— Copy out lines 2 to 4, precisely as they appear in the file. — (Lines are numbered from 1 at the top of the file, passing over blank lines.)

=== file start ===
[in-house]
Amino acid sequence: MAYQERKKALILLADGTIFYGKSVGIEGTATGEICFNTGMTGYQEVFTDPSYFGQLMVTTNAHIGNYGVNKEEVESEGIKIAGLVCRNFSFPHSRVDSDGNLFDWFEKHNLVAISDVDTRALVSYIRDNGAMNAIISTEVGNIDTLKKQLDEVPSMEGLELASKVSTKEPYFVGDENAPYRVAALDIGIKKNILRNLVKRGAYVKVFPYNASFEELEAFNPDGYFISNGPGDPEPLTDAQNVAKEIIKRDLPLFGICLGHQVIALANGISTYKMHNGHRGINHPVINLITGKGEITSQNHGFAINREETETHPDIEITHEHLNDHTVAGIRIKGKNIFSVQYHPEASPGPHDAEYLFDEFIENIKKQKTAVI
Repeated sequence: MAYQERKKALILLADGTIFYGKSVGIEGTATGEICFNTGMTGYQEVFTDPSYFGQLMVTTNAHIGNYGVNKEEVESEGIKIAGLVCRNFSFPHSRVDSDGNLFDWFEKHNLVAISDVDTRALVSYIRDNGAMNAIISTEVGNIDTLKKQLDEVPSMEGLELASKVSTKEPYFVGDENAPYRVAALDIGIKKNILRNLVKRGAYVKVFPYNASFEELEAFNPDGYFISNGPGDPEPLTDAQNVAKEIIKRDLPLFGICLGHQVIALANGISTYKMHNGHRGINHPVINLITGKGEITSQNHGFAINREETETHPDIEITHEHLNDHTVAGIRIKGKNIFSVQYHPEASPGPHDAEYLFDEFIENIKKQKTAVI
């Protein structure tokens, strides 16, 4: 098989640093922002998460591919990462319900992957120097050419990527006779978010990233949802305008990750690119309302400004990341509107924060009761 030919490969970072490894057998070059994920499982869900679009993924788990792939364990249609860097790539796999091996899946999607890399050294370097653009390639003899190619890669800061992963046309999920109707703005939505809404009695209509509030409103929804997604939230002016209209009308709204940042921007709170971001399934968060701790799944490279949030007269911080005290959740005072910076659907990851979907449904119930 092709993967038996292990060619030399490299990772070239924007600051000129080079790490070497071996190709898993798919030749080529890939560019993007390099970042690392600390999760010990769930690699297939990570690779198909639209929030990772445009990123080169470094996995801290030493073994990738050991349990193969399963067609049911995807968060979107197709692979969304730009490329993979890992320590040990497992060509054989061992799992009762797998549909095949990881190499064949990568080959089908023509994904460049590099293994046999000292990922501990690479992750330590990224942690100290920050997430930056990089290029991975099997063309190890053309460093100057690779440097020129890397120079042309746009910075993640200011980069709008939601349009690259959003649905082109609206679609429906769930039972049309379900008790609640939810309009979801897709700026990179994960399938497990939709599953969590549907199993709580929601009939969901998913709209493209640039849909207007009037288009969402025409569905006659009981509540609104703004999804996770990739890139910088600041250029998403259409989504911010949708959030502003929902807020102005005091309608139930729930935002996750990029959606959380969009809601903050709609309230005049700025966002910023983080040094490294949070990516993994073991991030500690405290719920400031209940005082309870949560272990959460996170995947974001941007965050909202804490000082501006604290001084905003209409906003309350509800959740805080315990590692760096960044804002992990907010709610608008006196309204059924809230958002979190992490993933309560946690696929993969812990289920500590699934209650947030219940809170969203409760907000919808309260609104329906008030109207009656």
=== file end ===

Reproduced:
Amino acid sequence: MAYQERKKALILLADGTIFYGKSVGIEGTATGEICFNTGMTGYQEVFTDPSYFGQLMVTTNAHIGNYGVNKEEVESEGIKIAGLVCRNFSFPHSRVDSDGNLFDWFEKHNLVAISDVDTRALVSYIRDNGAMNAIISTEVGNIDTLKKQLDEVPSMEGLELASKVSTKEPYFVGDENAPYRVAALDIGIKKNILRNLVKRGAYVKVFPYNASFEELEAFNPDGYFISNGPGDPEPLTDAQNVAKEIIKRDLPLFGICLGHQVIALANGISTYKMHNGHRGINHPVINLITGKGEITSQNHGFAINREETETHPDIEITHEHLNDHTVAGIRIKGKNIFSVQYHPEASPGPHDAEYLFDEFIENIKKQKTAVI
Repeated sequence: MAYQERKKALILLADGTIFYGKSVGIEGTATGEICFNTGMTGYQEVFTDPSYFGQLMVTTNAHIGNYGVNKEEVESEGIKIAGLVCRNFSFPHSRVDSDGNLFDWFEKHNLVAISDVDTRALVSYIRDNGAMNAIISTEVGNIDTLKKQLDEVPSMEGLELASKVSTKEPYFVGDENAPYRVAALDIGIKKNILRNLVKRGAYVKVFPYNASFEELEAFNPDGYFISNGPGDPEPLTDAQNVAKEIIKRDLPLFGICLGHQVIALANGISTYKMHNGHRGINHPVINLITGKGEITSQNHGFAINREETETHPDIEITHEHLNDHTVAGIRIKGKNIFSVQYHPEASPGPHDAEYLFDEFIENIKKQKTAVI
């Protein structure tokens, strides 16, 4: 098989640093922002998460591919990462319900992957120097050419990527006779978010990233949802305008990750690119309302400004990341509107924060009761 030919490969970072490894057998070059994920499982869900679009993924788990792939364990249609860097790539796999091996899946999607890399050294370097653009390639003899190619890669800061992963046309999920109707703005939505809404009695209509509030409103929804997604939230002016209209009308709204940042921007709170971001399934968060701790799944490279949030007269911080005290959740005072910076659907990851979907449904119930 092709993967038996292990060619030399490299990772070239924007600051000129080079790490070497071996190709898993798919030749080529890939560019993007390099970042690392600390999760010990769930690699297939990570690779198909639209929030990772445009990123080169470094996995801290030493073994990738050991349990193969399963067609049911995807968060979107197709692979969304730009490329993979890992320590040990497992060509054989061992799992009762797998549909095949990881190499064949990568080959089908023509994904460049590099293994046999000292990922501990690479992750330590990224942690100290920050997430930056990089290029991975099997063309190890053309460093100057690779440097020129890397120079042309746009910075993640200011980069709008939601349009690259959003649905082109609206679609429906769930039972049309379900008790609640939810309009979801897709700026990179994960399938497990939709599953969590549907199993709580929601009939969901998913709209493209640039849909207007009037288009969402025409569905006659009981509540609104703004999804996770990739890139910088600041250029998403259409989504911010949708959030502003929902807020102005005091309608139930729930935002996750990029959606959380969009809601903050709609309230005049700025966002910023983080040094490294949070990516993994073991991030500690405290719920400031209940005082309870949560272990959460996170995947974001941007965050909202804490000082501006604290001084905003209409906003309350509800959740805080315990590692760096960044804002992990907010709610608008006196309204059924809230958002979190992490993933309560946690696929993969812990289920500590699934209650947030219940809170969203409760907000919808309260609104329906008030109207009656």